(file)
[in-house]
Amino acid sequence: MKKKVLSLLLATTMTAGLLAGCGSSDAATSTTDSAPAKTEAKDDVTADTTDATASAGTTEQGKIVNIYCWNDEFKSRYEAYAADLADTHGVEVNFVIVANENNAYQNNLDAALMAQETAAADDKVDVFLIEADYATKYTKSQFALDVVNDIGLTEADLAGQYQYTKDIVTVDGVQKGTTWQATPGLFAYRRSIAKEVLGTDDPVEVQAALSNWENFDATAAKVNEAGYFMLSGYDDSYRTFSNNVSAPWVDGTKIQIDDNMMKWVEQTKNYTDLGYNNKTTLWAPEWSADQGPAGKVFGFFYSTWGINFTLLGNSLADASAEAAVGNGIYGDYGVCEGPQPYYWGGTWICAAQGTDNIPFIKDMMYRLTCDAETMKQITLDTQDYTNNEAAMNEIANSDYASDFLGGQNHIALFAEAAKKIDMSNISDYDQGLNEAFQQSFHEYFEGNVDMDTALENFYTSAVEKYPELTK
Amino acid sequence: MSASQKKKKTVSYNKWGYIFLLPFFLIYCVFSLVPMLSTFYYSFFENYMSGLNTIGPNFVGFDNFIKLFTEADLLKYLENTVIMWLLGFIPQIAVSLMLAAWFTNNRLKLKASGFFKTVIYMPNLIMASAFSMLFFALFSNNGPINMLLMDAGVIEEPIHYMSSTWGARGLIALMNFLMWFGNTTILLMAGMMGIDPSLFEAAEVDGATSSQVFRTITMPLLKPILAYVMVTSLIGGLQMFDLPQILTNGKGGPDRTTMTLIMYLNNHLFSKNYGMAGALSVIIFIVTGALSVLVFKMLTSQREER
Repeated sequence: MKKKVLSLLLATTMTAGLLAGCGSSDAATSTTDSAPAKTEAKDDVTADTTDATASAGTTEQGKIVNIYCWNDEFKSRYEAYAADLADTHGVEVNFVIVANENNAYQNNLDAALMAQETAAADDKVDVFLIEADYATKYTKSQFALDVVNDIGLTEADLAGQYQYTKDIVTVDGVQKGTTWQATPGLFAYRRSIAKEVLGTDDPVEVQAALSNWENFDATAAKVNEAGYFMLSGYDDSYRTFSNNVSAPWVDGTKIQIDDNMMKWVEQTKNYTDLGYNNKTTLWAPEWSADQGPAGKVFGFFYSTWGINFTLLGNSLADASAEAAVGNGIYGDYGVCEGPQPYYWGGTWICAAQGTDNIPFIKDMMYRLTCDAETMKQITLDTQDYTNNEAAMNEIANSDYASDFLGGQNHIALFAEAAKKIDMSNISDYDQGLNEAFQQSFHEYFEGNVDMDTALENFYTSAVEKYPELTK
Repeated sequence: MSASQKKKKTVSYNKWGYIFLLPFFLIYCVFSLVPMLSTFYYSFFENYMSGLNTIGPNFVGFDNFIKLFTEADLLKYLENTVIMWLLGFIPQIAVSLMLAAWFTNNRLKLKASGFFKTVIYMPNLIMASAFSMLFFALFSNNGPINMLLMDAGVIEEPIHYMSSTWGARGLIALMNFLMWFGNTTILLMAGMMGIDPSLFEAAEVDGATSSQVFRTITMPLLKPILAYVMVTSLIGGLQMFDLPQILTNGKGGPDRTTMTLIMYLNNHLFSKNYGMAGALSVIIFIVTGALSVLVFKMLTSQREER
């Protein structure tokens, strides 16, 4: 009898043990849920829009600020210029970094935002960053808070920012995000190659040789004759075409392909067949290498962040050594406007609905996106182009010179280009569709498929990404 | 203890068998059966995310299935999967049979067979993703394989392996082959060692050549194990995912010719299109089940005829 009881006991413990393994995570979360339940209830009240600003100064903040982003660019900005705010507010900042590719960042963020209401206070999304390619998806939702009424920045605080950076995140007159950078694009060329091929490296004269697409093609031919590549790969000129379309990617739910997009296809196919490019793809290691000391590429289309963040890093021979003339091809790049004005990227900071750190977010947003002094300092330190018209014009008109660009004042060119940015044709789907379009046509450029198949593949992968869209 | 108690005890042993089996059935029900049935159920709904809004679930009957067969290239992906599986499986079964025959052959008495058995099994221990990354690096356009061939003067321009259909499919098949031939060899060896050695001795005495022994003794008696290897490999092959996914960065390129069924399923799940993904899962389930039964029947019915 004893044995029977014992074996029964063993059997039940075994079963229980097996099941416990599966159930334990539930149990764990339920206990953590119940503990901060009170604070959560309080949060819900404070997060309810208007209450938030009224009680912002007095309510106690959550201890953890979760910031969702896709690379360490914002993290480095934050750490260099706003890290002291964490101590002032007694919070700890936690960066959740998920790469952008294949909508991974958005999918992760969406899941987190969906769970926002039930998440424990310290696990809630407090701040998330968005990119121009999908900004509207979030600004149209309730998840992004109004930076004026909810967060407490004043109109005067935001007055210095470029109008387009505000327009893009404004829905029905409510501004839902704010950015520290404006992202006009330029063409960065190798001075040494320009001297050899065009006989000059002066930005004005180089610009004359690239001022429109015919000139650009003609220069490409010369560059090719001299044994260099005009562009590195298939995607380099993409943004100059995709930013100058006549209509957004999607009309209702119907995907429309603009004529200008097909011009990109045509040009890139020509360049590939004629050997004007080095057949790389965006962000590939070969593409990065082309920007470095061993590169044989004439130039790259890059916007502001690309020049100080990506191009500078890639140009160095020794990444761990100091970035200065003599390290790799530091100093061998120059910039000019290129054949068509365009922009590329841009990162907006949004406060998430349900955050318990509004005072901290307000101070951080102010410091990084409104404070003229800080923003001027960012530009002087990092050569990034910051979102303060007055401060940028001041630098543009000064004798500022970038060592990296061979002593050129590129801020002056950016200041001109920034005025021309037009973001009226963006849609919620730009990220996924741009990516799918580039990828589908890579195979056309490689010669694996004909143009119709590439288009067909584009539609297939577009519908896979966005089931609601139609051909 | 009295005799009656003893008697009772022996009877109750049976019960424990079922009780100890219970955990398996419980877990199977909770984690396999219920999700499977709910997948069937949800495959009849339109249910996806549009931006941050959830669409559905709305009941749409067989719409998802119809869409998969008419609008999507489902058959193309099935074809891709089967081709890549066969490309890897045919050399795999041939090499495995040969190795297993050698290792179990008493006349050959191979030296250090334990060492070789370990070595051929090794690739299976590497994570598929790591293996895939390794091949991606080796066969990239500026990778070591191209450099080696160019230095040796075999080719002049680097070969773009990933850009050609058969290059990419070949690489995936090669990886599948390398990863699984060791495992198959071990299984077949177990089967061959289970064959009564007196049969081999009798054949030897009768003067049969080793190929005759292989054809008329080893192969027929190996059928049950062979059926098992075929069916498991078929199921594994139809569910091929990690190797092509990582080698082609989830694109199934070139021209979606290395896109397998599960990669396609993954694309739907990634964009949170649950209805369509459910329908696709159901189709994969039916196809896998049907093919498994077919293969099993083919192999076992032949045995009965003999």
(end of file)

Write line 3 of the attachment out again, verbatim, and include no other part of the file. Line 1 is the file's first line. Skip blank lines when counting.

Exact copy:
Amino acid sequence: MSASQKKKKTVSYNKWGYIFLLPFFLIYCVFSLVPMLSTFYYSFFENYMSGLNTIGPNFVGFDNFIKLFTEADLLKYLENTVIMWLLGFIPQIAVSLMLAAWFTNNRLKLKASGFFKTVIYMPNLIMASAFSMLFFALFSNNGPINMLLMDAGVIEEPIHYMSSTWGARGLIALMNFLMWFGNTTILLMAGMMGIDPSLFEAAEVDGATSSQVFRTITMPLLKPILAYVMVTSLIGGLQMFDLPQILTNGKGGPDRTTMTLIMYLNNHLFSKNYGMAGALSVIIFIVTGALSVLVFKMLTSQREER